There are countless different structures that exist in the homes of a family with a child or adult with special needs. Some parents work all day, commute home and pick up their children from school or after care. Some families structures have one parent working and one parent staying home to take care of the kids. And there are many more family setups, as every family, and every child, is unique.
Regardless of the circumstance, we are challenged with balancing day-to-day responsibilities and with the desire to help our child with special needs. Home is our place of rest; that is, once dinner is taken care of and the dishes are clear and homework is done and therapy exercises…and the list goes on.
When there is so much to juggle, it can be difficult to think of the therapeutic approach in dealing with the children and adults with disabilities in our homes . Often times, we respond after the fact, when we see him/her doing something that they should not be doing. Usually when this happens, we are met with resistance or disinterest.
Here are some simple suggestions for anyone living with an individual with special needs:
1. Show them what to do
If your child gets a hold of something that is not a toy, show them what to do with it or show them where the item belongs. They may be holding it because they are curious in the item. It is likely that they are not sure what to do with the item and are experimenting on their own. Instead of taking it away, use it as an opportunity to teach.
2. Limit favorite activities
There are certain activities or toys that the individual will spend hours and hours on. Popular examples are television, video games and the computer. While these can be good motivators and can occupy their attention, the absorption in these activities will usually lead to problems later when you are trying to end the activity.
Make some clear rules about how long and how often they can spend time with electronics, or whatever their favorite activity may be. When it’s time to change activities, give them warnings. Help them find something to do next – this is very important because it can be hard to think of ideas after a favourite activity.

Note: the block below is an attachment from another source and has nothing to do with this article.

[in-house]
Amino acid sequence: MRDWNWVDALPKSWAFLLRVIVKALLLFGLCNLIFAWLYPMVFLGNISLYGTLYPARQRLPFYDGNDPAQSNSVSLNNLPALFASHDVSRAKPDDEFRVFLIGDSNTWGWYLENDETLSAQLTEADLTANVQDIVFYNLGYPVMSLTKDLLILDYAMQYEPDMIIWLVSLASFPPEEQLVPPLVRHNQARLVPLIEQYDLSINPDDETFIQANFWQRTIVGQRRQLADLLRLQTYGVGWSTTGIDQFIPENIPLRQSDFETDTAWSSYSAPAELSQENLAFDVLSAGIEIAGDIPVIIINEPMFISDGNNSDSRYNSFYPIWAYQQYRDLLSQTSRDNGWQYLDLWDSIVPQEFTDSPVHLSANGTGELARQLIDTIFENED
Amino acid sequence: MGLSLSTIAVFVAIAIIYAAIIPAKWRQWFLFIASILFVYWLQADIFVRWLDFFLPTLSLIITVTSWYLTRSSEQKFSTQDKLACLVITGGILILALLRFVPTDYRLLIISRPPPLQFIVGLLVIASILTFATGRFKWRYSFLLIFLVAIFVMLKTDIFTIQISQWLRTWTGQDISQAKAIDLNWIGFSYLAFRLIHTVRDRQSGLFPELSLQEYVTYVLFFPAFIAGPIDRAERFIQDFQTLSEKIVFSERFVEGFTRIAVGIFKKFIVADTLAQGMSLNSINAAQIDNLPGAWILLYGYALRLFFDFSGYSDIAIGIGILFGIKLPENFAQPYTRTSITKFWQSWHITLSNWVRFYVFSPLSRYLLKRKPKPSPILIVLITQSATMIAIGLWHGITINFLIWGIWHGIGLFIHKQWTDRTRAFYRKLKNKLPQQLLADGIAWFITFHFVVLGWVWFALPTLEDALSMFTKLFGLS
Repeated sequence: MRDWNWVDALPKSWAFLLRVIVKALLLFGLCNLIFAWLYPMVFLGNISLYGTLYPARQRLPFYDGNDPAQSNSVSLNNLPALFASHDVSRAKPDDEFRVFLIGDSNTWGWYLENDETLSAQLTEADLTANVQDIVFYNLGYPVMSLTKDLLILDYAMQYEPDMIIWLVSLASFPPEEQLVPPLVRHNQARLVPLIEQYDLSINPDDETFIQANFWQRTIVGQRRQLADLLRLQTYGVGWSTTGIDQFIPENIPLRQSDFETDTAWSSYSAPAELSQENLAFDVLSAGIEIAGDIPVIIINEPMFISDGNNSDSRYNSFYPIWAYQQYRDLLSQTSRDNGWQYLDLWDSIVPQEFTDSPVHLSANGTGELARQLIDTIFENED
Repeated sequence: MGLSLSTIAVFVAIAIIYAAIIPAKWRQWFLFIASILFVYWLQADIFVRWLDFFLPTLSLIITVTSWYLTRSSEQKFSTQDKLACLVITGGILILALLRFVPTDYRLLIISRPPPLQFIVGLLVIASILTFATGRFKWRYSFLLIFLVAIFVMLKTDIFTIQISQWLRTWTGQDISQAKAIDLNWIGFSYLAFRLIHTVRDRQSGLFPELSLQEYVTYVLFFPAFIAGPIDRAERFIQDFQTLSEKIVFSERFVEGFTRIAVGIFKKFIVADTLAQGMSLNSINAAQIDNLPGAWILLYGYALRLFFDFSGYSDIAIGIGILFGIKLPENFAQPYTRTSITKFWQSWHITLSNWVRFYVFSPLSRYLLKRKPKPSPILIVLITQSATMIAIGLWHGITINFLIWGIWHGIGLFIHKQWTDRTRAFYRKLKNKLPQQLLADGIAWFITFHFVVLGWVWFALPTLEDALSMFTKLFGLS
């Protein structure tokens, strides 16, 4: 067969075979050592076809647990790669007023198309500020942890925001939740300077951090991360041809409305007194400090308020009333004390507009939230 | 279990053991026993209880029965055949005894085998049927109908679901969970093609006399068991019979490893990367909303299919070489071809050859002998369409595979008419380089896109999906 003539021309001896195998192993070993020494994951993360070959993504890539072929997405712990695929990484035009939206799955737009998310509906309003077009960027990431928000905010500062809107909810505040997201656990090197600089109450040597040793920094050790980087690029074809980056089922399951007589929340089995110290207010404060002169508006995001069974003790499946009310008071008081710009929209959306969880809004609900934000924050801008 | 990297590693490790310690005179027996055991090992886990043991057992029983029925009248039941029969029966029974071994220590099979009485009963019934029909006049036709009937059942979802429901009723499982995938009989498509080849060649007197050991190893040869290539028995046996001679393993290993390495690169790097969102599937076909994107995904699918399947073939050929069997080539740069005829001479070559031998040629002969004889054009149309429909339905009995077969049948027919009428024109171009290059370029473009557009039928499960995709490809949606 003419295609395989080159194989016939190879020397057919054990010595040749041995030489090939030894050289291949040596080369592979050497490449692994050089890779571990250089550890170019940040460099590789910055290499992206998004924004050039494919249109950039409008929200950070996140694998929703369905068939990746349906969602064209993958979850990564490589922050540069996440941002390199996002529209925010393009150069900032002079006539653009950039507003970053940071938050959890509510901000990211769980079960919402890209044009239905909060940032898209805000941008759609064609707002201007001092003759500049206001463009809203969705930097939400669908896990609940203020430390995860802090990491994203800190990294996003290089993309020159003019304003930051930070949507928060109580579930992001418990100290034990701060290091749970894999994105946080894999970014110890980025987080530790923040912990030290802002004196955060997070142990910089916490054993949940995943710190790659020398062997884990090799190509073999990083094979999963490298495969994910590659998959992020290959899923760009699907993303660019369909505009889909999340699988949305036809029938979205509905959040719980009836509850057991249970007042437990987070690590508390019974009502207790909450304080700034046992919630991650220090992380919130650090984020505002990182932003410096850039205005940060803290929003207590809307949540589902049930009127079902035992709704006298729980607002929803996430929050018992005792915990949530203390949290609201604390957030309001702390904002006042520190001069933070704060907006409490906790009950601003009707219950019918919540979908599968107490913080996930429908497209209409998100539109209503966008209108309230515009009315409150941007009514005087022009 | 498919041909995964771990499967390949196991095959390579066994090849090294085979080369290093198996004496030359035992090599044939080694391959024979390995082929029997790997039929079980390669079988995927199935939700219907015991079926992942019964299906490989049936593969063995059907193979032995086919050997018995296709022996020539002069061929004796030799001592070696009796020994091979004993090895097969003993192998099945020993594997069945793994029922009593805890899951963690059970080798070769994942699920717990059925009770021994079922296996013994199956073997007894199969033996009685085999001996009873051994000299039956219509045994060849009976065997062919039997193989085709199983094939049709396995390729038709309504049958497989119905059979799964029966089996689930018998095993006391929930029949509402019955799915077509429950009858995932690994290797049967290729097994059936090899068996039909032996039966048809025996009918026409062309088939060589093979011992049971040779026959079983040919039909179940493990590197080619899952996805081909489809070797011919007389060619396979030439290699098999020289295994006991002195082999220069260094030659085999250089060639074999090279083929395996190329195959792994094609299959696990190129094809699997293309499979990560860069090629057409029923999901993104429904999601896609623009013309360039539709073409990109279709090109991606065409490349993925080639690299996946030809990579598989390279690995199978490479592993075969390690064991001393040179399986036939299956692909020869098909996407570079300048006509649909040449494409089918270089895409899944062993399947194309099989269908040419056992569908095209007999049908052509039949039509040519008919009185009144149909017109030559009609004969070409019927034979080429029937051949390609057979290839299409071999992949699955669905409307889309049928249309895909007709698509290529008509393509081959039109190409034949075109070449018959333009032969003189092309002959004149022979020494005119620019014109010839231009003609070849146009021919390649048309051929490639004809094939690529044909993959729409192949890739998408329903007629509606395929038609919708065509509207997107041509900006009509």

3. Do something together
Believe it or not, your child wants to be near you and the rest of the family. They may not be able to express it in the ways that we expect, but a person with special needs appreciates being included.
If they aren’t ready to participate in the activity, take the time to show them what you are doing. Label and describe your activity. They may not jump in right away, but they are listening or hearing. Then, you can slowly encourage them to participate in small ways.
4. Set activities out
Often individuals with special needs need help coming up with ideas of what to do. They are not always likely to communicate that they need help to find something to do. Put activities or toys of interest in accessible places all over their environment. If the toys and activities are clearly laid out, there is a higher chance they will engage in the activity. This will provide something to do no matter where the individual is in the house. You can rotate the activities after some time to keep the activities interesting.
To make it easier to plan and remember, try to avoid treating these as quick strategies for certain behaviors. Use these ideas as guiding principles to enhance the relationship you have with the person with special needs in your life at home.